Methodology For Impact Assessment Of Climate Change Scenarios

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Unlike assessments of current and historical events, impact assessment of projected climate change is based on scenarios, or plausible pictures of the future. This kind of research can include analysis of past observed events (e.g., the Dust Bowl in the United States during the 1930s), which could serve as societal analogs of a future warm climate (Glantz, 1988), or as climate change analogs superimposed on twenty-first-century society (Rosenberg, 1993), but there are also many studies at regional and global scales that use climate change scenarios as part of a forward-looking exercise to estimate future impacts.

Case studies of future climate scenarios have often been based on the outputs of climate models (IPCC, 1996a,b; Carter et al, 2000). These models (general circulation models or GCMs) produce estimates of climatic variables on a regular network of grid points for a base case (i.e., current climate), and as an "equilibrium" response to a doubling of carbon dioxide concentrations, or as a "transient" response over 50 years or more of incremental increases in carbon dioxide. Most assessments have taken the difference between the equilibrium or transient simulations and the base case simulation and combined this simulated "change" with baseline climate information from actual observations to produce a scenario (Carter et al, 1994, 2000).

These scenarios of changes in temperature, precipitation, and other elements are used as inputs to other analytical tools that would convert these climate changes to first-order changes in landscapes, ecosystems, renewable resources, and disease rates. Examples include (a) hydrologic models for streamflow and lake levels, (b) crop models for grain yields, (c) fire indicators for forest fire potential, and (d) pest indicators for seasonal ranges of insects. Outputs of first-order impact assessments have been applied to economic models (e.g., timber yields, food production, hydroelectric generation) to estimate impacts in monetary terms (IPCC, 1996a, 2001b).

There have also been attempts to combine these individual estimates into regional or national impact assessments. Scaling up from sectoral to national assessments adds complexity and uncertainty to an already difficult assignment. Economies and societies are composed of many stakeholders whose actions are not easily amenable to modeling. Governments, industries, and individuals may choose various response strategies depending on their knowledge and perceptions of the climate change issue and other forces of concern (e.g., population growth, changes in global trading patterns, and technology).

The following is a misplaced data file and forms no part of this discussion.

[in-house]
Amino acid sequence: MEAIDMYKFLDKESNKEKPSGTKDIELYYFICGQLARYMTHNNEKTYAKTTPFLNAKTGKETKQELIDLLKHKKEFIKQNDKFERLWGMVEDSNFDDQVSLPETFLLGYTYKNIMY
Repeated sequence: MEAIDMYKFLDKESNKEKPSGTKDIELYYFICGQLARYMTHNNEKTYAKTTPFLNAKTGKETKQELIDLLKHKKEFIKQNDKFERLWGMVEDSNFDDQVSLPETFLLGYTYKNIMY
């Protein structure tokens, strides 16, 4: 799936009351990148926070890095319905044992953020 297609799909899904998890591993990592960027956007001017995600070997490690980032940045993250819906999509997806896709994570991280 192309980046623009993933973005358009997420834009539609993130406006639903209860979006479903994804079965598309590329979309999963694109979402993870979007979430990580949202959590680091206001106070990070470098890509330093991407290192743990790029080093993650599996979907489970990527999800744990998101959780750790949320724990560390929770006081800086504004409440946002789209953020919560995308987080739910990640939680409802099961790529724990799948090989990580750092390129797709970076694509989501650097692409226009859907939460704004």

At the same time, concerns raised by atmospheric scientists about greenhouse gas emissions has led to international negotiations to establish a global strategy to reduce emissions. The main policy instrument, the United Nations Framework Convention on Climate Change (UNFCCC) has been ratified by more than 150 countries, and the emission targets for six greenhouse gases have been tentatively established for more than 30 industrialized countries by a recent agreement known as the Kyoto Protocol (negotiated in December, 1997, but not yet ratified). Critics of this agreement have argued that these targets will cause severe economic losses to most of these countries because, in their view, economic growth is directly linked to growth in energy consumption and hence increased greenhouse gas emissions. Two other concerns are raised as well: (a) global warming may not happen as predicted since there are uncertainties in climate models and their projections may be wrong, and (b) since societies in the past flourished during warm periods (e.g., medieval warm epoch), global warming (if it occurs) would actually be a good thing. Although the IPCC (1995, 1996a,b, 1998, 2001a,b) has published estimates of projected climate change, impacts of climate change scenarios, and impacts of greenhouse gas emission reductions, the rapid policy response has created a substantial new research challenge—determining the impacts of various policy options and compar ing these with the costs of doing nothing about emissions. Given the magnitude of the climate change problem and proposed responses to this, the demand for answers will be high.

4 SUMMARY OF CASE STUDIES

Estimates of climate change impacts are summarized for several key sectors in Table 1. In fisheries and health, higher levels of impacts are estimated for developing countries, reflecting their vulnerabilities to climate change. Impacts in agriculture would result from damage due to heat stress, decreased soil moisture, increased incidence of pests and disease, and changes in plant growth cycles; but this could be offset in some circumstances by longer growing seasons and CO2 fertilization. Some developing countries, however, could experience significant increases in population at risk from hunger. Coastal zone costs are high in many regions, reflecting the growth in built structures in areas vulnerable to sea-level rise and extreme events, as well as land loss itself (e.g., coastal wetlands). Estimates are also available for changes in water supply, wetlands, electricity demand, and some other sectors (IPCC, 1996a,b).